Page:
Best Practices to Reduce Cyber Threats for your Remote Workforce

The proliferation of remote workforces has been a responsible, sensible response to a worldwide pandemic.

Interestingly, this shift in the business model might be more permanent than its initial position as an emergency measure. Through collaborative technologies such as Microsoft Teams, organizations have found that work can get accomplished and cohesiveness maintained. All without paying as much overhead for office space.

However, this dramatic shift in how we do work has come with its adjustment phase.

Equipping a remote workforce – one that used to be in-office – with acceptable cybersecurity practices isn’t a matter of snapping your fingers. Cybercrimes are proving to be a significant problem for remote workers. One survey shows that 90% of IT leaders think remote workers are a security risk to their organizations.

Fortunately, we have some insightful best-practice tips on how your remote workforce can mitigate cyber threats.

#1: Invest in Cybersecurity Training 

Knowledge is power. And you can’t expect your team to be aware of best practices without putting time and money into learning and application. See how your firm stacks up with a free IT security audit.

 #2: Keep Software Up to Date

Think about this:

One survey found that in 11 countries, the average annual total cost of cybercrime per company jumped from $11.7 million to $13 million between 2017 and 2018.

This stat means that cybercriminals keep getting smarter and make a habit of staying ahead of the game. If your remote workforce is equipped with outdated, unpatched software or operating systems, they’ll be left extremely vulnerable to attacks.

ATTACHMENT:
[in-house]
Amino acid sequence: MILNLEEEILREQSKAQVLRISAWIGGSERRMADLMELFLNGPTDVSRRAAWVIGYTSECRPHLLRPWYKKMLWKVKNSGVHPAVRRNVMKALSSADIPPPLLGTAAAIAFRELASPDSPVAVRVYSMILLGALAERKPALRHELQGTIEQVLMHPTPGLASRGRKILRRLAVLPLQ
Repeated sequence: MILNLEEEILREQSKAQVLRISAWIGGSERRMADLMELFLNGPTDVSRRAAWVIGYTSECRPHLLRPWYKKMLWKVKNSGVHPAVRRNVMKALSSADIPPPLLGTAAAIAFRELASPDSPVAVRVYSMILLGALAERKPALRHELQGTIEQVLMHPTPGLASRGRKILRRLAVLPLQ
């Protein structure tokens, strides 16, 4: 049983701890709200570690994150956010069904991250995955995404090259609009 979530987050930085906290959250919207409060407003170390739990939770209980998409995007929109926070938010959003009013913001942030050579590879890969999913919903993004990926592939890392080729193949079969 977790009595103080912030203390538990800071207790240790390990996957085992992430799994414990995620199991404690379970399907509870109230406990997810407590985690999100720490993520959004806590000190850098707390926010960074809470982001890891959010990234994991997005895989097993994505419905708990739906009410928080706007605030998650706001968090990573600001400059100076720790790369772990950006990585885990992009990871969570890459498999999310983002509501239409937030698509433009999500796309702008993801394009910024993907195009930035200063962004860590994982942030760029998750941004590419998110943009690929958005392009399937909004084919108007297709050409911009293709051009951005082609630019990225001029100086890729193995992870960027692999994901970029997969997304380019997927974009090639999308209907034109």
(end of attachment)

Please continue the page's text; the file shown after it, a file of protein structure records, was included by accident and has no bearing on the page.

Conversely, the up to date software will prove a wise investment that saves you from costly headaches.

#3: Routinely Change Passwords and Don’t Use Duplicates

Having different passwords for different services prevents a hacker who might successfully get into one account from gaining access to others. Plus, if you’re continually alternating your password, a cybercriminal might only gain access once – and never again.

#4: Don’t Communicate Financial Information over Email

It’s worth reiterating that today’s cybercriminals are savvier than ever before. They might be able to hack their way into an email account with relative ease, despite other measures in place.

This is why discussing financial matters, indicating approvals,  and other delicate information over email is a 100% no-go. That is the last line of defence against someone who’s successfully breached an email account.

#5: Only Use a VPN for Work Activities

VPN connections bolster security because it encrypts all inbound and outbound traffic between your computer and your office network.

While this makes for a simple home workplace solution, a VPN isn’t without some cracks in the foundation. As such, remote workers should only use such a connection for work-related tasks to mitigate the risks from recreational internet activities.

#6: Any Work Device Taken Home Should Be Encrypted

Your company needs to protect work devices from being exploited when they’re taken to a remote location. Encryption on laptops and work phones then become a must because all data becomes an unreadable code. So, if a hacker steals equipment, they won’t be able to make use of the data that is on it.

All these DIY tips will keep businesses relatively safe and secure, as will taking the following DIY cybersecurity measures:

  • Don’t use personal email addresses for work purposes.
  • Connect with your direct reports via daily video chats.
  • Do not save work-related data locally.
  • Use approved and secured central or cloud storage.
  • Invest in cloud backups for remote workers.

#7: Hire a Managed IT Provider

However, one last integral layer of your security should be hiring a managed IT provider to help you eliminate risks altogether.

F12 serves clients with Managed IT Services across canada